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Introduction

Three More Ways To Measure Network Speed

Do you know how fast your network is? Did you just upgrade to Gigabit Ethernet and are curious just how much faster it is than 100 Mbps? What kind of performance are you getting out of your new "AC" router? Are you really getting enough performance out of your powerline network to support HD video streaming? To answer these questions, you need a program that will measure network performance.

We are fortunate to be able to use the "gold standard" of network performance testing tools, Ixia's IxChariot. It can be a bit intimidating to set up and use, not to mention its very hefty price tag. The good news is that there are a number of performance testing tools that are extremely easy to use and carry the ultimate budget-friendly price - FREE!

Three years ago, we looked at five tools that you can use to measure network speed. That article has been so popular that it prompted this encore, covering three additional free tools that you can add your network utility toolkit.

Each of the three products is based on using one computer as a "server" and a second computer as a client. The client computer is the one that you use to initiate the tests and the one where you harvest the results. For the tests that I ran, I used two nearly new (2 week old) ASUS Intel i7-based notebooks with Gigabit LAN ports. Both computers ran Windows 8.1 and had minimal software installed other than Office, Norton Internet Security and Firefox. Both were connected via a TP-Link 8 port Gigabit switch.

LANBench

First up is LANBench. The current version is 1.1.0 and you can download it here. It is designed as a simple TCP network benchmark utility, so UDP is not supported. From their website, here's a quick feature summary:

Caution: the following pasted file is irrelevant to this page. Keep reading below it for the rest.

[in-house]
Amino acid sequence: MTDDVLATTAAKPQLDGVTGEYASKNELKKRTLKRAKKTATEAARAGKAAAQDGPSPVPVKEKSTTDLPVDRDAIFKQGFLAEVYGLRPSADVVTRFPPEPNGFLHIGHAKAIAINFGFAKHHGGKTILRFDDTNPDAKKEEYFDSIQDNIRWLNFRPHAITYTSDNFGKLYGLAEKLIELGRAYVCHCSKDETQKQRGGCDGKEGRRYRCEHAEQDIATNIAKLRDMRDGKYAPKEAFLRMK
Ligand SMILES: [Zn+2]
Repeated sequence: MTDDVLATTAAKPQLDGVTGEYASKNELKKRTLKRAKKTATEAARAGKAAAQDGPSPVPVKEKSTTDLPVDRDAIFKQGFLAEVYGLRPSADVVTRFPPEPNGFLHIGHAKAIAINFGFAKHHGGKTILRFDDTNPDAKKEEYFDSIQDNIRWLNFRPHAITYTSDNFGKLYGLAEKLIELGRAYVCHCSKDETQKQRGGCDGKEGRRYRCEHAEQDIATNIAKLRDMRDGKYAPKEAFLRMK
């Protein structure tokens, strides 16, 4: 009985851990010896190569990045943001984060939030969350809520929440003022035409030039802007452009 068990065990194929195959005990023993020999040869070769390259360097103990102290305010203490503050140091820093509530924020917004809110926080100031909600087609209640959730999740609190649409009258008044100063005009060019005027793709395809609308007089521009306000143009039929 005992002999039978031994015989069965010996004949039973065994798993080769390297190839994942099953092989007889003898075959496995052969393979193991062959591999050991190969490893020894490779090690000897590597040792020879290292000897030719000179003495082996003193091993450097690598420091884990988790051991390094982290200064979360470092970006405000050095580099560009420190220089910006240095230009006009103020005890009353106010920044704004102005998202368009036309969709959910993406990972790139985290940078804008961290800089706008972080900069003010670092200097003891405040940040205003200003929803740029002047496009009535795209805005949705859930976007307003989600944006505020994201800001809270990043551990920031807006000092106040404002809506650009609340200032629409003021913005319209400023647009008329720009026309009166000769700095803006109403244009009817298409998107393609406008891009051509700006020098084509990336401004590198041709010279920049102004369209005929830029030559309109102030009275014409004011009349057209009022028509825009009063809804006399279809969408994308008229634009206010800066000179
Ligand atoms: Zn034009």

• Freeware
  • Multiple simultaneous connections - up to 20 (for load simulation)
  • Low CPU overhead for pure network performance test
  • Multithreaded utilizing Windows I/O completion port
  • Configurable packet size, test duration and transfer mode

LANBench requires almost no setup. Download the zip file, extract the files into a directory, and launch LANBench.exe on both computers that you will be using for your tests. No other installation is required. The screen below will appear:

LANBench main screen

LANBench main screen

On the computer that you choose to use as a server, click on Listen. Be sure to note the IP address of this computer (Run->Cmd->ipconfig), as you will need to enter it into the client computer.

On the client computer, from the File menu, choose Configure and you'll see the screen below. Enter the IP address of the server, configure your test settings and click OK.

You can test with up to 20 connections. However, in my tests with 20 connections, the tests took an average of 31 seconds to run to completion - even though the test duration was set to 10 seconds. Your results appear on the main screen and are reported in Kbps.

LANBench client configuration

LANBench client configuration

I ran the default test (10 sec, 2048 KB Packet Size and 1 connection) five times for each of the transfer modes. For unidirectional tests, ie, send only or receive only, the results were fairly consistent. A much greater variation was seen when running bidirectional tests with the client computer receiving significantly more traffic than sending. When I switched the client/server pairs the results switched, as well. Table 1 shows one set of results. Note the fairly small standard deviation of the unidirectional tests as compared the the large standard deviation for the bidirectional test.

LANBench test results

LANBench test results

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